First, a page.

Nearly optimal for the entire US because nearly encloses the 50 states. Absolutely optimal for the enclosed northeast Pacific.
GS50.jpg (126 KiB) Viewed 2337 times
There are other ways to measure and compare flation, and by other metrics, how different projections ranking in distortion performance could change. However, with the power of Chebyshev’s criterion, little impetus for such research exists, and little has been done. There isn’t even any reason to compare. The goal is to formulate a projection with an isocol that bounds the region you care about. The closer your isocol is to your ideal region, the better you have met your goal.

What about a world map? With world maps, you have to be careful and state clearly what you mean: a world map that is only ripped at one point, like an azimuthal projection? A world map that is ripped along an entire meridian like the maps I show on this page? Something else? If you only interrupt at one point, the optimal conformal map is the stereographic, which is not very satisfying because it is infinite in extent. If you permit interruption along an entire meridian, like most world maps you see, then the optimal conformal map is the Eisenlohr.

In short, the theory of conformal projections is well developed. It draws upon the vast literature and flexibility of complex analysis.

Having disposed of this background material, I will next write a post, as time permits, about optimal equal-area maps.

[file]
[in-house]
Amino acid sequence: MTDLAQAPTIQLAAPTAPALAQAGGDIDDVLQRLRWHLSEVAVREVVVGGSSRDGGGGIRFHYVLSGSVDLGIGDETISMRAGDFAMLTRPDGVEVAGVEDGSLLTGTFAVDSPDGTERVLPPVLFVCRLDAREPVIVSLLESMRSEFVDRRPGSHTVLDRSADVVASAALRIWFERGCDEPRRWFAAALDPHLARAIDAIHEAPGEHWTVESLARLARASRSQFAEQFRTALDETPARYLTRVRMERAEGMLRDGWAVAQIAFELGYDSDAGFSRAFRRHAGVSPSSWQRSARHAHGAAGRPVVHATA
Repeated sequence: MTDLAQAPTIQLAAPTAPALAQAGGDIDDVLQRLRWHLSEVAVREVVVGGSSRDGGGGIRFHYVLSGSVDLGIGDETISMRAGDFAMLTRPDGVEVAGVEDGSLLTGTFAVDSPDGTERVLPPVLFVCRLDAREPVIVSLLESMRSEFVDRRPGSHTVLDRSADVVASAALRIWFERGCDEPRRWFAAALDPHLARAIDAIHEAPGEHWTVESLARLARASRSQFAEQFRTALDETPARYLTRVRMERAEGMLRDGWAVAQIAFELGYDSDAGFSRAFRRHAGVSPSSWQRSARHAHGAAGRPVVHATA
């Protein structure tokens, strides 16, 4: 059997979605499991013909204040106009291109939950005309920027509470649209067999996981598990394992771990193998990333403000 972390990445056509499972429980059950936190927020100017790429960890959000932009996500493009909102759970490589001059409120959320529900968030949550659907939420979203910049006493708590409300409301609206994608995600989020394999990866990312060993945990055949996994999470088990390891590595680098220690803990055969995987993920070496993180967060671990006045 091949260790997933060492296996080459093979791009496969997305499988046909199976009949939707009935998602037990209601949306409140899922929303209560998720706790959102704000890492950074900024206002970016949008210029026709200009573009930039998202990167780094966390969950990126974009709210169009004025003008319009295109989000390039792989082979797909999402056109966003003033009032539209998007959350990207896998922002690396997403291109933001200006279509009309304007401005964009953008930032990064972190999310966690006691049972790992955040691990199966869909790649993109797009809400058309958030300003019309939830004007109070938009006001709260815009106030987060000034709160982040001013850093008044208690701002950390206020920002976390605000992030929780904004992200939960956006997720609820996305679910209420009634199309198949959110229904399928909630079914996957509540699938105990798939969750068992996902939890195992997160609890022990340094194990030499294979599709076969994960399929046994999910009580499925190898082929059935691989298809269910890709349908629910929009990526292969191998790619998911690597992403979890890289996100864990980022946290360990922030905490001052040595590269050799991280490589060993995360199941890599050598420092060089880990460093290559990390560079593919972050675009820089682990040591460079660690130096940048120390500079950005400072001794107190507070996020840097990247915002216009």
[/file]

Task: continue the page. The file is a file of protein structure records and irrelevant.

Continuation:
daan
Posts: 762
Joined: Sun Mar 29, 2009 12:17 am
Location: Seattle

### Re: On distortion and optimal projections

A theory of optimality

When I talk about a theory of optimality, I mean a mathematical statement that tells you how to know if you have the optimal map for the conditions that you have set. I do not mean a statement by which you can ascertain that map A is better than map B. It has to tell you that there is no better map to be made.

Obviously, it is best if the theory is proven, as Chebyshev’s was eventually. Still, even during the decades between when his conjecture was mooted and when it was proved, Chebyshev’s theorem was valuable and credible because the concepts behind it were sound. Nobody seriously doubted its veracity.

Chebyshev’s criterion stands apart from the many methods proposed to measure and compare distortion. Those are not theories. They are descriptions of statistical methods, essentially, combined with numerical minimization techniques in order to search out the best map feasible, given the computational and time resources allowed. They all come with exclusionary justifications, some more strained than others. For every reason one is good or useful, there are other reasons it’s not.

— daan

daan
Posts: 762
Joined: Sun Mar 29, 2009 12:17 am
Location: Seattle

### Re: On distortion and optimal projections

On optimal equal-area projections

We have a theory of optimal conformal projections, a very good one as I mention above in this thread. What we do not have is a theory of optimal equal-area projections.